GACHI BOY: WRESTLING WITH A MEMORY Image

Mexican/WWE-type Wrestling is a faker than fake pseudo-sport, but it does require a fair amount of physical prowess and talent to pull it off convincingly. Lawrence Olivier may have been the greatest actor who ever walked the Earth, but let’s see him try to recite Hamlet’s soliloquies while someone smashes a chair in the back of his head or piledrives him into the mat.

When you think of all the stuff wrestlers have to memorize (massive chunks of dialogue, twisting plotlines and complex physical moves), it gives you a newfound respect for guys like The Rock.

“Gachi Boy” is a Japanese dramedy about a college kid called Ryoichi who is afflicted with a lazy sort of Leonard Shelby syndrome, where he forgets everything he learned at the end of each day. His last solid memory is of when he had a really good time watching the local pro wrestling team do an exhibition fight, so he decides that maybe if he joins the team he can recapture some of that fun before he graduates and becomes a burden to his family.

Of course, since being a wrestler means you have to learn whole volumes of information before a match, if only to keep yourself from being genuinely hurt by not being able to counter a potentially dangerous pre-arranged move, it means its hard going. Mostly Ryoichi improvises and wins over fans because he makes it look so real, but of course for him it is.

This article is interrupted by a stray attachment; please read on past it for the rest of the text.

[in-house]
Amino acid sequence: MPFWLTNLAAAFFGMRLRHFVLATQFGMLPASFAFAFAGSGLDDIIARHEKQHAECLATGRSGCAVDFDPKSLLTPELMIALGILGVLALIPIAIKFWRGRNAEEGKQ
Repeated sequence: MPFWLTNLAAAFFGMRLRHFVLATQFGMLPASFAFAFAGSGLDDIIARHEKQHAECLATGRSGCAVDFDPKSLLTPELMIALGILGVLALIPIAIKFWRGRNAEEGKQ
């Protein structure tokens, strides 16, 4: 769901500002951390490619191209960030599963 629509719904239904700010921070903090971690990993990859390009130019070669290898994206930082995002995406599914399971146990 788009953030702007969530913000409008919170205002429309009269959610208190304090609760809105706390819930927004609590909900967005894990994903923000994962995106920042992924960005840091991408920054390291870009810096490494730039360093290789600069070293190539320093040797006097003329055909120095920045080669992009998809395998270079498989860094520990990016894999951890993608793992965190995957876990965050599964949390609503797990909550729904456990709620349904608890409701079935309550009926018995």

Will he succeed at becoming a pro wrestler? Will he finally find true love with the cute girl? Will he win his father’s respect? Will he become happy? Will the bad guys in the wrestling federation really hurt him just to please the blood thirsty crowd? Will he even be able to remember any of this the next day?

Asians love this sort of thing, they lap up all that sappy “You’ll laugh, you’ll cry, you’ll learn a lesson or two!” stuff. Westerners, like me, have a more ambivalent reaction. Like Bollywood musicals, it’s a completely different style of filmmaking and if you don’t put yourself in the correct mindset before watching the movie, you’re not going to enjoy yourself. We like to pride ourselves on being open minded (Or at least, more open minded than most) but trust me when I say that some foreign movies can make you yearn for a couple of explosions and a fistfight on top of a crashing zeppelin.

When done well, as in movies like “Ping Pong,” this sort of syrupy sweetness feels genuinely touching and brings a tearful smile to your face. When done badly, it just annoys the s**t out of you and turns you into Mike from Mystery Science Theatre 3000.

“Gachi Boy” is much better than its premise may have you believe. It has to be since it’s been making the festival circuit and there’s no way it’d have been picked if it was bottom of the barrel dreck, right? Still, this isn’t an irony-filled Western film by any stretch and you might want to brace yourself for that. As for myself, I kind of liked this movie. It was fun and had a goofy charm.

I think the reason that movies like “Gachi Boy” don’t bug the holy hell out of me, even though equally maudlin stuff from someone like Spielberg would make me want to commit seppuku using Amy Winehouse’s rusty dildo, is that the Japanese are able to be sappy without being manipulative. They don’t try to force themselves on you like some sort of emotional rapist.

It’d be nice if Hollywood could watch something like this and learn how evoke honest emotion from their audience. With my luck though, they’ll probably just rework this as “Memento 2.”

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